Ten top tips for a cheaper divorce
1. If you have tried face-to-face negotiations and it hasn’t worked, try mediation. Even if you can’t bear the idea of being in the same room as your ex-spouse, you can try ‘shuttle mediation’ where the spouses sit in separate rooms and the mediator moves between them.
2. If mediation doesn’t work, find a solicitor who will act for a fixed fee. Make sure the ‘lawyer’ who is dealing with your case is a solicitor. Being charged by the hour is not a good idea unless you have a lot of assets to argue over and you can afford it.
3. Avoid voluntary disclosure (the process of filling in the Form E – the financial statement which sets out your assets – outside the court process). If you don’t reach an agreement you will have to do the whole lot again inside the court process. Voluntary disclosure has no teeth. If your ex doesn’t want you to see their bank statements you have no chance of forcing with them via this process.
4. If you decide to try using voluntary disclosure, make sure your ex doesn’t give you the run around and you actually get full financial disclosure. Set a deadline for filling in their Form E. If they don’t keep to it, issue proceedings immediately so that they are forced to complete it. It will avoid delay and save you money in the long run.
5. Obtain a written agreement over the amount of time you and your ex will spend with the children before you sort out the finances. Once the financial negotiations are underway you may find the relations with your ex deteriorate and the children issues become much harder to resolve.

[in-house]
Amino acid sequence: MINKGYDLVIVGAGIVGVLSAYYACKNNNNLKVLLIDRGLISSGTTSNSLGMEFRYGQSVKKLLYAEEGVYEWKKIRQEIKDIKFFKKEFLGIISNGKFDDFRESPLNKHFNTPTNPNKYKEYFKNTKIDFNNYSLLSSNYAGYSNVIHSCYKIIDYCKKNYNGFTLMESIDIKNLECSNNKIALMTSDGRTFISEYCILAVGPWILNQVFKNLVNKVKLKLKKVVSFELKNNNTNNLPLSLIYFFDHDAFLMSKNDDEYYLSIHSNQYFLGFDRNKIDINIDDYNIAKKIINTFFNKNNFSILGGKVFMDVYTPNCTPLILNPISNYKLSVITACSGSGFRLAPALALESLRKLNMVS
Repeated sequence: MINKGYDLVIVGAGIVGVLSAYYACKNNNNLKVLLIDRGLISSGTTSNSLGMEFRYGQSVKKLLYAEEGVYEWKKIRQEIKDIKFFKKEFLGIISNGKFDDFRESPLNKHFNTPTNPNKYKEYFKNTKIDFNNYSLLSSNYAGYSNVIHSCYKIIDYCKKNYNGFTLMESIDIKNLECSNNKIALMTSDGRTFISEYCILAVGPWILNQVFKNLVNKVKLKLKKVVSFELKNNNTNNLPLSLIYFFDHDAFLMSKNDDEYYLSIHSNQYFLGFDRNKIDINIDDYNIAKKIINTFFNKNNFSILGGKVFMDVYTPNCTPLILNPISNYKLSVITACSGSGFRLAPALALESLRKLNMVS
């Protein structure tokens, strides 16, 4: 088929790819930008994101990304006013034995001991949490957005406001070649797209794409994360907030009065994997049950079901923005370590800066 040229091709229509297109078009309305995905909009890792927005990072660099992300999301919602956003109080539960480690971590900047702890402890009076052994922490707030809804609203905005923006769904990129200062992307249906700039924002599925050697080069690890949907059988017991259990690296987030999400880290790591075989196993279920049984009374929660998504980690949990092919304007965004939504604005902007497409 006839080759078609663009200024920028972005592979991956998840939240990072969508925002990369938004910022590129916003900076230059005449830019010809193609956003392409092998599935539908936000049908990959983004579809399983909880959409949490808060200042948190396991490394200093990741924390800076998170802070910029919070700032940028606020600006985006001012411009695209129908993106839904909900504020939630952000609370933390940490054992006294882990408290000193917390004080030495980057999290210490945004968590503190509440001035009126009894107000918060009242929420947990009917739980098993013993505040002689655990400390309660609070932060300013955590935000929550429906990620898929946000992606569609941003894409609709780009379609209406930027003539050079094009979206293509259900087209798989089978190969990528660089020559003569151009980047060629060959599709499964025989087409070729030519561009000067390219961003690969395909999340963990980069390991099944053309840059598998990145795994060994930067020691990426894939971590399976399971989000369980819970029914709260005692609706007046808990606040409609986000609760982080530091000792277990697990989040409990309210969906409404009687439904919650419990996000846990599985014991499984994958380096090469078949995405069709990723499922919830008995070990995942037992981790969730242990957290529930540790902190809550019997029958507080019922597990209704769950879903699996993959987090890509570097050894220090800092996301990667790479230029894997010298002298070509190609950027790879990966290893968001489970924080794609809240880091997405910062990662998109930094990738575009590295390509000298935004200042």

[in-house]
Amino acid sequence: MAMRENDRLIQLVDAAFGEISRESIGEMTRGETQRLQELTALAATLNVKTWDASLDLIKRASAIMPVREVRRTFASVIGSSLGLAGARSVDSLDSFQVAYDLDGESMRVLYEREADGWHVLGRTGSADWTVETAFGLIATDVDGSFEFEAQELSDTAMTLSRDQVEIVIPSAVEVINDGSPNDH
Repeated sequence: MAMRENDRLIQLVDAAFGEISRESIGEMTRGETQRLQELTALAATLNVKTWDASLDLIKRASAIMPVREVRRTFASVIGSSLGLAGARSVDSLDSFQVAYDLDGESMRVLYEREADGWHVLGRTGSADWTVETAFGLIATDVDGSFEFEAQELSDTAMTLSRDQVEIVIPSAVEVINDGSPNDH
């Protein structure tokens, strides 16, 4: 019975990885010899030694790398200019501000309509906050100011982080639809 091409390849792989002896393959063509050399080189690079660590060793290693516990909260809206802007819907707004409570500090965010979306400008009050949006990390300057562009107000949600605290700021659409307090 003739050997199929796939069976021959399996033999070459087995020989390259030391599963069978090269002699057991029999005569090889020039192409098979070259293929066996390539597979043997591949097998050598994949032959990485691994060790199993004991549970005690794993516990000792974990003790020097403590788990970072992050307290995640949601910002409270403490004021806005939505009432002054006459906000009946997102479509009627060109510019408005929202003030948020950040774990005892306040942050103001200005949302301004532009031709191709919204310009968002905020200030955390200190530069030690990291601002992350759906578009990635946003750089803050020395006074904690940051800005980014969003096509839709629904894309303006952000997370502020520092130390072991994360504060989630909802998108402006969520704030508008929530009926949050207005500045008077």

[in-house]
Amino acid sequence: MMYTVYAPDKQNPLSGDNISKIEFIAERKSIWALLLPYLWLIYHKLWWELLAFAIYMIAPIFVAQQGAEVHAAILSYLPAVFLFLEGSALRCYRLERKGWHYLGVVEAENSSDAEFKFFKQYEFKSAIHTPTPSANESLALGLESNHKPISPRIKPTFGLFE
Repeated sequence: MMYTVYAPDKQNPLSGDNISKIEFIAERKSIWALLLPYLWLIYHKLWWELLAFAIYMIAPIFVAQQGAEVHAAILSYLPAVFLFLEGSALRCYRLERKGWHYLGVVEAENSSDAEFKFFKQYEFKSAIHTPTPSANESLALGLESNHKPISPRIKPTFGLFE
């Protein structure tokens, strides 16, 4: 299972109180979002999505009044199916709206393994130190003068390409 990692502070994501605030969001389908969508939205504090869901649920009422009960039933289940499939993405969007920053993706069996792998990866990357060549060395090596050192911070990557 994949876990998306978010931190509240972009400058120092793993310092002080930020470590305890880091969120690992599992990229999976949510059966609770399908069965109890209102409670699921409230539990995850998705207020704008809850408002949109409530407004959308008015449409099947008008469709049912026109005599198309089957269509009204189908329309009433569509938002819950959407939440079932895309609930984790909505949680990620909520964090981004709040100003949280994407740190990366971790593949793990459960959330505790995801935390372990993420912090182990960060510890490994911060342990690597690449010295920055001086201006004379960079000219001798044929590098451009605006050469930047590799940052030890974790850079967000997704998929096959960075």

6. When you complete your Form E, do it thoroughly. If you leave out pages of bank statements your ex and their lawyers will assume you have something to hide and the whole process will become hugely expensive as they leave no stone unturned chasing the missing documents. Make sure you provide no room for suspicion. At the end of the day your ex’s lawyer’s fees come out of your joint matrimonial ‘pot’ so it is in both party’s interests to keep costs down.
7. If you can’t afford a lawyer, make sure you understand the law and the Family Procedure Rules 2010.
8. If you can only afford to see a solicitor once, make sure it is before you make your settlement proposal or respond to your ex’s. This is the most vital part of the whole process. You need to be sure you know what you are entering into. Avoid accidentally ‘accepting’ your ex’s offer, which can happen.
9. If you have to go to trial, consider appointing a barrister to act for you under the direct access scheme. Ask for a junior barrister as they are likely to cost less so that is one way to save money. Even if you have been acting as a litigant in person up to the trial, having a barrister at the trial will be a huge advantage.
10. If you reach an agreement make sure you have it written up as consent orders and approved by court. If you don’t, your ex could come back for more in a couple of years’ time, claiming that if it was not the final agreement. Getting consent orders will save you potentially huge legal fees in a couple of years’ time.
Richard Crallan is a family divorce lawyer and author of Secrets of a Divorce Lawyer, April 2014, £12.99